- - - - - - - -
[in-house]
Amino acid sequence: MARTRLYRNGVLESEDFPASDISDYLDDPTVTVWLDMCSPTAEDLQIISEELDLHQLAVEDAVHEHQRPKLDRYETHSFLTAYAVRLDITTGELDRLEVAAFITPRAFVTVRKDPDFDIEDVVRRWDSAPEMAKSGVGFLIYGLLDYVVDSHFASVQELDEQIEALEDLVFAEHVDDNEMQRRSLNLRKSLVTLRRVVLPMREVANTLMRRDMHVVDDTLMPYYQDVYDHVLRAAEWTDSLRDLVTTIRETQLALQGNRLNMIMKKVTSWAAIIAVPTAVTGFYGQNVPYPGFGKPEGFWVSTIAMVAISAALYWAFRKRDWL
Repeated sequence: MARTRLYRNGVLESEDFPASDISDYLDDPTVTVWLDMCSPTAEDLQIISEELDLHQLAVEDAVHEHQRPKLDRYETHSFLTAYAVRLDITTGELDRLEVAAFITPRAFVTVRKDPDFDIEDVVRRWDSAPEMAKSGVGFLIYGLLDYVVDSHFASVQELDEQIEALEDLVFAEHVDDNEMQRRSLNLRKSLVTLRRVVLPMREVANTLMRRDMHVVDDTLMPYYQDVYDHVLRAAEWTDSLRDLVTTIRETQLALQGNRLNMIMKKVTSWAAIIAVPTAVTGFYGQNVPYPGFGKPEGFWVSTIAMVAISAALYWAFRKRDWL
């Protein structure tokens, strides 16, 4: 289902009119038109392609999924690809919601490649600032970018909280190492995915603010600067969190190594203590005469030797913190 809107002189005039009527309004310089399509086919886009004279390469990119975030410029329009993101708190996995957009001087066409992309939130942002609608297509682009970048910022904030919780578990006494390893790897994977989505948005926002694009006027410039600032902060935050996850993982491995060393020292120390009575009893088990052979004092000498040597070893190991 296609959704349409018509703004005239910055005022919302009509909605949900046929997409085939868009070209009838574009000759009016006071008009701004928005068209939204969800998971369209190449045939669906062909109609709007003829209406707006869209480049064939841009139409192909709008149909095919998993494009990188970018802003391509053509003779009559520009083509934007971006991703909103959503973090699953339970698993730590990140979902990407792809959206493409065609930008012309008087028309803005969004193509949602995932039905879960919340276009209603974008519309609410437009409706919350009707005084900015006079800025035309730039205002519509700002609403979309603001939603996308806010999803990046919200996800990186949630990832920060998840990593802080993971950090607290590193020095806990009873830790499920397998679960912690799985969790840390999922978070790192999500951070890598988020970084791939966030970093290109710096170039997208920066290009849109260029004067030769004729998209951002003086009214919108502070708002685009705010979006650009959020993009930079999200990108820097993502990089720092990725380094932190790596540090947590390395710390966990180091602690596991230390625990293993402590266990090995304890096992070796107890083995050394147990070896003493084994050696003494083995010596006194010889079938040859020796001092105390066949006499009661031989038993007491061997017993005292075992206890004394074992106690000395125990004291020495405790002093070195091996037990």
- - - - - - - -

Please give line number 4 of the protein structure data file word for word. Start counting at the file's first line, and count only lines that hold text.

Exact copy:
């Protein structure tokens, strides 16, 4: 289902009119038109392609999924690809919601490649600032970018909280190492995915603010600067969190190594203590005469030797913190 809107002189005039009527309004310089399509086919886009004279390469990119975030410029329009993101708190996995957009001087066409992309939130942002609608297509682009970048910022904030919780578990006494390893790897994977989505948005926002694009006027410039600032902060935050996850993982491995060393020292120390009575009893088990052979004092000498040597070893190991 296609959704349409018509703004005239910055005022919302009509909605949900046929997409085939868009070209009838574009000759009016006071008009701004928005068209939204969800998971369209190449045939669906062909109609709007003829209406707006869209480049064939841009139409192909709008149909095919998993494009990188970018802003391509053509003779009559520009083509934007971006991703909103959503973090699953339970698993730590990140979902990407792809959206493409065609930008012309008087028309803005969004193509949602995932039905879960919340276009209603974008519309609410437009409706919350009707005084900015006079800025035309730039205002519509700002609403979309603001939603996308806010999803990046919200996800990186949630990832920060998840990593802080993971950090607290590193020095806990009873830790499920397998679960912690799985969790840390999922978070790192999500951070890598988020970084791939966030970093290109710096170039997208920066290009849109260029004067030769004729998209951002003086009214919108502070708002685009705010979006650009959020993009930079999200990108820097993502990089720092990725380094932190790596540090947590390395710390966990180091602690596991230390625990293993402590266990090995304890096992070796107890083995050394147990070896003493084994050696003494083995010596006194010889079938040859020796001092105390066949006499009661031989038993007491061997017993005292075992206890004394074992106690000395125990004291020495405790002093070195091996037990």